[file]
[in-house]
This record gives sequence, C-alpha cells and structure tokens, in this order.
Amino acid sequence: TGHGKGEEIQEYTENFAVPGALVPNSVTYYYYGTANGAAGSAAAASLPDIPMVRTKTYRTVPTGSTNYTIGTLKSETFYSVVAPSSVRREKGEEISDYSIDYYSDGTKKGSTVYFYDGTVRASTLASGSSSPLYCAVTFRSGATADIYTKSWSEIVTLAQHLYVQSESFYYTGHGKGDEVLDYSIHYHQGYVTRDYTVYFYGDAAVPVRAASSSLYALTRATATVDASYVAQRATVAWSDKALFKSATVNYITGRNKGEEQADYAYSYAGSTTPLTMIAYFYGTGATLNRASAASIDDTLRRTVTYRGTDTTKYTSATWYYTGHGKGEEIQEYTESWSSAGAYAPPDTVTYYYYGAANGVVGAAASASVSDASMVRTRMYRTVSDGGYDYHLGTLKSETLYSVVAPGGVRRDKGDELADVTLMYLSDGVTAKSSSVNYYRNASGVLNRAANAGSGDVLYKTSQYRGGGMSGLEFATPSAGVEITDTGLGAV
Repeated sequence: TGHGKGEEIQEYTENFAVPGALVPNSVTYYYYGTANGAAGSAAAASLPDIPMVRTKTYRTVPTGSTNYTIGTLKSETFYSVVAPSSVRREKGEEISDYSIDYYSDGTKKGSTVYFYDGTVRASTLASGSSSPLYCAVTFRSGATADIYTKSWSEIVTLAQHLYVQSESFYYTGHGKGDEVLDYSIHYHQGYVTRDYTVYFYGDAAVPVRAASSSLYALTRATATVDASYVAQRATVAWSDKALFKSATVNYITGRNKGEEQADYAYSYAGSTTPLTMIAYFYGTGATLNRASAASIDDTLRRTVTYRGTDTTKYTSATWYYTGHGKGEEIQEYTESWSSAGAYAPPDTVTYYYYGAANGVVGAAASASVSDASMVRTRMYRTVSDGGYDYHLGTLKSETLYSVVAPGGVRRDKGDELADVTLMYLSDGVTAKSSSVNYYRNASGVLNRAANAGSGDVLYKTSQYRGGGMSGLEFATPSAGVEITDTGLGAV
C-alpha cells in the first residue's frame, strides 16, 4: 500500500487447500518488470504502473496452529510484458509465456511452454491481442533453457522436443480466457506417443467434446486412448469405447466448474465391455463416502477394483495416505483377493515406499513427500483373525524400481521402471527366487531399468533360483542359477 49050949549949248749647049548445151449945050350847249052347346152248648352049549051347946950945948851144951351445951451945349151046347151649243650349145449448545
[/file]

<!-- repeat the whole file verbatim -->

[in-house]
This record gives sequence, C-alpha cells and structure tokens, in this order.
Amino acid sequence: TGHGKGEEIQEYTENFAVPGALVPNSVTYYYYGTANGAAGSAAAASLPDIPMVRTKTYRTVPTGSTNYTIGTLKSETFYSVVAPSSVRREKGEEISDYSIDYYSDGTKKGSTVYFYDGTVRASTLASGSSSPLYCAVTFRSGATADIYTKSWSEIVTLAQHLYVQSESFYYTGHGKGDEVLDYSIHYHQGYVTRDYTVYFYGDAAVPVRAASSSLYALTRATATVDASYVAQRATVAWSDKALFKSATVNYITGRNKGEEQADYAYSYAGSTTPLTMIAYFYGTGATLNRASAASIDDTLRRTVTYRGTDTTKYTSATWYYTGHGKGEEIQEYTESWSSAGAYAPPDTVTYYYYGAANGVVGAAASASVSDASMVRTRMYRTVSDGGYDYHLGTLKSETLYSVVAPGGVRRDKGDELADVTLMYLSDGVTAKSSSVNYYRNASGVLNRAANAGSGDVLYKTSQYRGGGMSGLEFATPSAGVEITDTGLGAV
Repeated sequence: TGHGKGEEIQEYTENFAVPGALVPNSVTYYYYGTANGAAGSAAAASLPDIPMVRTKTYRTVPTGSTNYTIGTLKSETFYSVVAPSSVRREKGEEISDYSIDYYSDGTKKGSTVYFYDGTVRASTLASGSSSPLYCAVTFRSGATADIYTKSWSEIVTLAQHLYVQSESFYYTGHGKGDEVLDYSIHYHQGYVTRDYTVYFYGDAAVPVRAASSSLYALTRATATVDASYVAQRATVAWSDKALFKSATVNYITGRNKGEEQADYAYSYAGSTTPLTMIAYFYGTGATLNRASAASIDDTLRRTVTYRGTDTTKYTSATWYYTGHGKGEEIQEYTESWSSAGAYAPPDTVTYYYYGAANGVVGAAASASVSDASMVRTRMYRTVSDGGYDYHLGTLKSETLYSVVAPGGVRRDKGDELADVTLMYLSDGVTAKSSSVNYYRNASGVLNRAANAGSGDVLYKTSQYRGGGMSGLEFATPSAGVEITDTGLGAV
C-alpha cells in the first residue's frame, strides 16, 4: 500500500487447500518488470504502473496452529510484458509465456511452454491481442533453457522436443480466457506417443467434446486412448469405447466448474465391455463416502477394483495416505483377493515406499513427500483373525524400481521402471527366487531399468533360483542359477 49050949549949248749647049548445151449945050350847249052347346152248648352049549051347946950945948851144951351445951451945349151046347151649243650349145449448545